Anti-gaming groups and politicians have unsurprisingly welcomed Tasmanian Labor’s announcement that, should they form government next year, the party would phase out all 2375 pokies in pubs and clubs over the next five year.
Ahead of the March 2018 state election, Labor opposition leader Rebecca White last week announced that she would not renew Federal Group’s historic deed to poker machines in Tasmanian venues in 2023 other than casinos.
Labor have also promised a $55 million package to transition bars away from pokies, stating that the decision would boost both long-term social health and the state’s economy (the latter of which state Liberals have taken issue with).
But where did the push for a pokie ban come from? And why has Labor adopted the policy when, for example, their Victoria counterparts decide to extend contracts? Let’s take a look at the context.
Pokies in Australia
Compared to the rest of the world, Australia has an enormous amount of gaming machines. According to an Australia Institute report, which landed on the same day as Labor’s announcement, we have roughly 2.5% of the world’s gaming machines, in stark contrast to our measly 0.3% of the global population. Remove Japan’s pachinko parlours, and we jump to 6%.
Of those a whopping 183,000 out of the 241,000 pokies are in non-gambling venues, or 76% of the world’s pub and club poker machines. Poker machines cost the country a record $12 billion in 2015-16, or more than half the total $42 billion spent on gambling.
And while a pub ban in Tasmania move would follow Liberal policy in Western Australia, Labor’s policy flies in the face of their counterparts in NSW and Victoria, where the practice has bipartisan support.
First off, this was a politically controversial but seemingly popular decision on Labor’s part.
A recent ReachTEL poll showed 81% of people in Premier Will Hodgman’s seat want to see poker machines either reduced in number or removed entirely, a finding supported by a 2010 Productivity Commission report.
Community groups say removing the machines in clubs and pubs is a vital step in improving mental and physical health across the state. Tasmania’s “Community Voice on Pokies Reform” coalition of over 60 organisations and thousands of volunteers campaigned heavily on the transition as a public health issue.
The move has been welcomed by Alliance for Gambling Reform’s Tim Costello and the Greens. Independent Federal MP Andrew Wilkie, who was was elected in 2010 on the back of anti-gambling policies, congratulated White on a policy he says has “dramatically increased” her chances of election.
However the state’s peak hospitality body has rejected the move, with Tasmanian Hospitality Association arguing Labor’s policy risks hundreds of jobs and is unnecessary in the face of Tasmania’s existing harm-minimisation practises and problem gambling rates. Venue owners have said the loss of pokie revenue would close doors, and the Tasmanian Tourism Council doubted the $55 million package, which translates to a couple hundred thousand in loans to a regional pub, could help.
The Tasmanian Chamber of Commerce and Industry has flagged the potential for a massive shift to online gaming. Other critics have unsurprisingly included Federal Group and the existing Liberal government, which has bizarrely tried to reframe the debate around Labor’s purported hypocrisy for not going after pokies on ferries.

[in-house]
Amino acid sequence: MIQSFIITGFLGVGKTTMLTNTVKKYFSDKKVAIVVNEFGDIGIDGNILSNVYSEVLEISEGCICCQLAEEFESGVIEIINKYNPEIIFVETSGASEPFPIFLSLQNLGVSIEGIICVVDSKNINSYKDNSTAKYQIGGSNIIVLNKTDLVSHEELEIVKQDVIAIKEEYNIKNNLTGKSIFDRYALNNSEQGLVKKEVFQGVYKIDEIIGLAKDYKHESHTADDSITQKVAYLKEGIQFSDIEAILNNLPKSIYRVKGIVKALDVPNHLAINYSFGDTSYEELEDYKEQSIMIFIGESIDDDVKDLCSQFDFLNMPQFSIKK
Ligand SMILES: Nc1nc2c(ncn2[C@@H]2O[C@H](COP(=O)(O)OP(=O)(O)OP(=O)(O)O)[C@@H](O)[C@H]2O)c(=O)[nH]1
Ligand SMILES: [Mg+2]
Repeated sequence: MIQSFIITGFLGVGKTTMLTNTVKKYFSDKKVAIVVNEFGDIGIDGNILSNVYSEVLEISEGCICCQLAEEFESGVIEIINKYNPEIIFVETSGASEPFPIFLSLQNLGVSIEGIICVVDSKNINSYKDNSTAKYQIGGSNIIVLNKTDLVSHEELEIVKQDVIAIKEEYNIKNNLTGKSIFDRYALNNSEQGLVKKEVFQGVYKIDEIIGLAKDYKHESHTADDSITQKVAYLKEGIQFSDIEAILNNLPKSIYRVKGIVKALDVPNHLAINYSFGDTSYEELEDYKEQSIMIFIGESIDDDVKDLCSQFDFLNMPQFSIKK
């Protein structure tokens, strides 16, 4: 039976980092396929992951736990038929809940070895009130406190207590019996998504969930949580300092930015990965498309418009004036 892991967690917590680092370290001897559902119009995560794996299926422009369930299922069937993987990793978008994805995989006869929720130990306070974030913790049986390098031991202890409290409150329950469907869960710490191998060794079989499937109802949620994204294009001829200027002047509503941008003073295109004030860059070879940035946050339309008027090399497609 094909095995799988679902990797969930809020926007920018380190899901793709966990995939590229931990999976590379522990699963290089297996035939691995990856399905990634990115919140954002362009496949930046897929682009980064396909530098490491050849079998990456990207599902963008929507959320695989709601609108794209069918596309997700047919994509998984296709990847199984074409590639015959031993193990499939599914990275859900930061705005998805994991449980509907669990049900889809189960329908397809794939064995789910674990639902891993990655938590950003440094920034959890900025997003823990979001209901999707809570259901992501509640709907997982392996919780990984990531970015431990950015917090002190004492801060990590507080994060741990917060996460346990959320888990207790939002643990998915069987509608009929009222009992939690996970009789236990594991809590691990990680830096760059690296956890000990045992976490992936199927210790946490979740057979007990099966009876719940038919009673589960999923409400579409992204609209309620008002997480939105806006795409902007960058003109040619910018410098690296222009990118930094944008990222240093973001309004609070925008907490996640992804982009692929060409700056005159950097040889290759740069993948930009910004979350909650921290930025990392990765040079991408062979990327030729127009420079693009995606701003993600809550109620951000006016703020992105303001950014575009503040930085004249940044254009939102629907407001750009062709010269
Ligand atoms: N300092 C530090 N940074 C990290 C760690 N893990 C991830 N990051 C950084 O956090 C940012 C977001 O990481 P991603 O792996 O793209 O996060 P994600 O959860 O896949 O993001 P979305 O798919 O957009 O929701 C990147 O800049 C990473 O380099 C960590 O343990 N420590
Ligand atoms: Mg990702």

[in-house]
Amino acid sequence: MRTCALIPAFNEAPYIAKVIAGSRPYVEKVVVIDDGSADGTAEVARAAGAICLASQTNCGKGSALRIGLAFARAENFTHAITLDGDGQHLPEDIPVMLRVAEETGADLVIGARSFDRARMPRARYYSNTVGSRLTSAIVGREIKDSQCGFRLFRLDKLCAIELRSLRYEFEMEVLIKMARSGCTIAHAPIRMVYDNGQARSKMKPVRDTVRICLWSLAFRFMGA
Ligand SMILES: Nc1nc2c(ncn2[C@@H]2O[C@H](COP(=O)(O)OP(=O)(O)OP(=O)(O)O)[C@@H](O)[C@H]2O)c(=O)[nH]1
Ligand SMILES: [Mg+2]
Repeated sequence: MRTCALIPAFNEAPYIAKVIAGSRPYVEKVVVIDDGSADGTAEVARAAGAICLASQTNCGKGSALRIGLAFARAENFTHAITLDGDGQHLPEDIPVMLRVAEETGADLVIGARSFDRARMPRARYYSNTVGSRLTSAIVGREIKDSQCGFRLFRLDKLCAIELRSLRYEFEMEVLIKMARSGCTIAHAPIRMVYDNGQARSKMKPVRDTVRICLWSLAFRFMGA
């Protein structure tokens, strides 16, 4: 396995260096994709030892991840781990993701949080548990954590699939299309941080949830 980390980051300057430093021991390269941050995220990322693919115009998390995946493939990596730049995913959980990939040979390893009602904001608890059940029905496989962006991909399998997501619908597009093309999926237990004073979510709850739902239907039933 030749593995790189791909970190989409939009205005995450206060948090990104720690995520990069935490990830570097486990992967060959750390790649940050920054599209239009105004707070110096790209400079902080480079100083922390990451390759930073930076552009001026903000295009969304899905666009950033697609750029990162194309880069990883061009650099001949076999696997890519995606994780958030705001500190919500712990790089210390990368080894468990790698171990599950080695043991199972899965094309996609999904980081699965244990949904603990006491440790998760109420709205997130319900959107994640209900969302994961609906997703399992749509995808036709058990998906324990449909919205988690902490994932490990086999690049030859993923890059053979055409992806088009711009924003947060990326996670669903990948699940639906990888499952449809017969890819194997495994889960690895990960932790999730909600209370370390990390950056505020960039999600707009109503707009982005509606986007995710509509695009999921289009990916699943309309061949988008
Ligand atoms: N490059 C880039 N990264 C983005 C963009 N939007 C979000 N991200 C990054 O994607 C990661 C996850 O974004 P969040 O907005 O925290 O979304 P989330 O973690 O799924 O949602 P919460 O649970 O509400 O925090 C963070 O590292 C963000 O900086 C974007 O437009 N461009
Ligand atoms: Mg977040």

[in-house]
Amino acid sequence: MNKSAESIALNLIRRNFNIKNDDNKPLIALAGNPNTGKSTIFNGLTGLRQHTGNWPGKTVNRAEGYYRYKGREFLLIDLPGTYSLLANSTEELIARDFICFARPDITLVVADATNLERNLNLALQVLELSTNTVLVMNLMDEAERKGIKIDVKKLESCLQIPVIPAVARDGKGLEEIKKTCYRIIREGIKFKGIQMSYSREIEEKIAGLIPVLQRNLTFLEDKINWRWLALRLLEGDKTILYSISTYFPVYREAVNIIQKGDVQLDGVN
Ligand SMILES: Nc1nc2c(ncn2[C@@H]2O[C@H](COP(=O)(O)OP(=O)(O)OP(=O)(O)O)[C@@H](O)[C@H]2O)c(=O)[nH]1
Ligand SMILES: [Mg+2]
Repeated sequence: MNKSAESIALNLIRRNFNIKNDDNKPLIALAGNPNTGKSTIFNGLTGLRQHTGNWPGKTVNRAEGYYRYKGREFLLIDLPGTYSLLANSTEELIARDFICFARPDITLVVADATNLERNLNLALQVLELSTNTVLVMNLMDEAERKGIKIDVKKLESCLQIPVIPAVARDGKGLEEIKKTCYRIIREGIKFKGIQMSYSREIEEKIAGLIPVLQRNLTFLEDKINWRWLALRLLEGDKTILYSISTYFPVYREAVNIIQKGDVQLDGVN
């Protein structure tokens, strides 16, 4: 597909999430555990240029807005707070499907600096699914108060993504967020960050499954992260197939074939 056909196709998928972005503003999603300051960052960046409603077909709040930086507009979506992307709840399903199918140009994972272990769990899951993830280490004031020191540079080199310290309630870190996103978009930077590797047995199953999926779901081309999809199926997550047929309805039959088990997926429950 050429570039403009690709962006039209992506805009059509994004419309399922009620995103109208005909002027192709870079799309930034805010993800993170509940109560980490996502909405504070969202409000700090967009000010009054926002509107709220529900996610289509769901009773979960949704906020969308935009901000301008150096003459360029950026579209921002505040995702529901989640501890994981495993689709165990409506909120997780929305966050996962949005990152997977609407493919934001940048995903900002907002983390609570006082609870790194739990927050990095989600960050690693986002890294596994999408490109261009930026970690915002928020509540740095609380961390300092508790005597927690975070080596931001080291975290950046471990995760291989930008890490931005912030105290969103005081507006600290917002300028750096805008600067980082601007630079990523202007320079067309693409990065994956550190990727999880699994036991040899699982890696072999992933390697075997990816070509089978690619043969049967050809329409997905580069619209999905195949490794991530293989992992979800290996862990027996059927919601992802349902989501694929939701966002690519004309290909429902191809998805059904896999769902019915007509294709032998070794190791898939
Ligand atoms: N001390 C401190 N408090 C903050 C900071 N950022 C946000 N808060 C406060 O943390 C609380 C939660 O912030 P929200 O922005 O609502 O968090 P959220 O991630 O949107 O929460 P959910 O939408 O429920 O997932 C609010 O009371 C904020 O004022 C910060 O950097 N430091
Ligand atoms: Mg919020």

What about the powerful Federal Group’s stranglehold?
The elephant the room here is Federal Group’s free monopoly in Tasmania; the Sydney-based Farrell family’s exclusive licence, worth around $30 million per year but inexplicably gifted freely in 1993, has lasted rotating governments and helped bring the family fortune to over $463 million.
The Farrell’s foothold in the state was recently chronicled by historian James Boyce in his book Losing Streak, where Boyce traced the family’s still largely unexplained free licence, allegations of bribery in the face of competition, and secret negotiations all the way back to the 1967 proposal for Australia’s first casino, the now rundown “pokies barn” Wrest Point in Hobart. Other experts have found Federal’s practices have seen them become a “private taxman in Tasmania” and their introduction of pokies see employment in the pubs and clubs sector fall 14%.
Because despite the economic criticism, $113 million a year is lost to Federal’s pokies in non-gaming venues. Gambling as a whole accounting for less than 1% of the Tasmanian government’s revenue, Anglicare argues that removing the machines would actually improve Tasmania’s total economic output and employment figures.
Anglicare’s most generous modelling found that a total diversion of gambling losses from clubs and pubs would create 670 full time jobs, add $91 million to Tasmania’s annual gross output, and $45 million in wages, profits and dividends; their most conservative estimate, that only half of gambling losses would be diverted, still saw a bump in each category.
But Labor’s 2023 new deadline is the result of one of Tasmania’s great unexplained gambling deals, a 20 year renewal of Federal’s monopoly negotiated with then-Labor government in 2002.
So despite those polls, the policy reversal is still politically risky; it will require absolute commitment and strong messaging in the face of genuine hospitality concerns, as well as whatever it is the Liberals are trying to prove with ferry pokies.